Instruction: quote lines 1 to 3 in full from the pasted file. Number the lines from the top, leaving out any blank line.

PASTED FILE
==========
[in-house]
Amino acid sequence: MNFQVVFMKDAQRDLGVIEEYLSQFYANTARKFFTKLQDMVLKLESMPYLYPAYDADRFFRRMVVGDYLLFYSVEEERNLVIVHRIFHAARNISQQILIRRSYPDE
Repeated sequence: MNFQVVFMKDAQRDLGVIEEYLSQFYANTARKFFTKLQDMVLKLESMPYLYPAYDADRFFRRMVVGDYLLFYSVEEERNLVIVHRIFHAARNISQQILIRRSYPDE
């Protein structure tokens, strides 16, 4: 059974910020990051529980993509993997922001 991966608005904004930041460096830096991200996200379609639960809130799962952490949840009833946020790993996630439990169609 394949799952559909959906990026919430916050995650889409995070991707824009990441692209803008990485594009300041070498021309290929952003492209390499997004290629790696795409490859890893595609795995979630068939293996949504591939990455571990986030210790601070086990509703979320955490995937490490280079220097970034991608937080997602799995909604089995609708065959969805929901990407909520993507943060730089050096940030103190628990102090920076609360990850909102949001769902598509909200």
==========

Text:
[in-house]
Amino acid sequence: MNFQVVFMKDAQRDLGVIEEYLSQFYANTARKFFTKLQDMVLKLESMPYLYPAYDADRFFRRMVVGDYLLFYSVEEERNLVIVHRIFHAARNISQQILIRRSYPDE
Repeated sequence: MNFQVVFMKDAQRDLGVIEEYLSQFYANTARKFFTKLQDMVLKLESMPYLYPAYDADRFFRRMVVGDYLLFYSVEEERNLVIVHRIFHAARNISQQILIRRSYPDE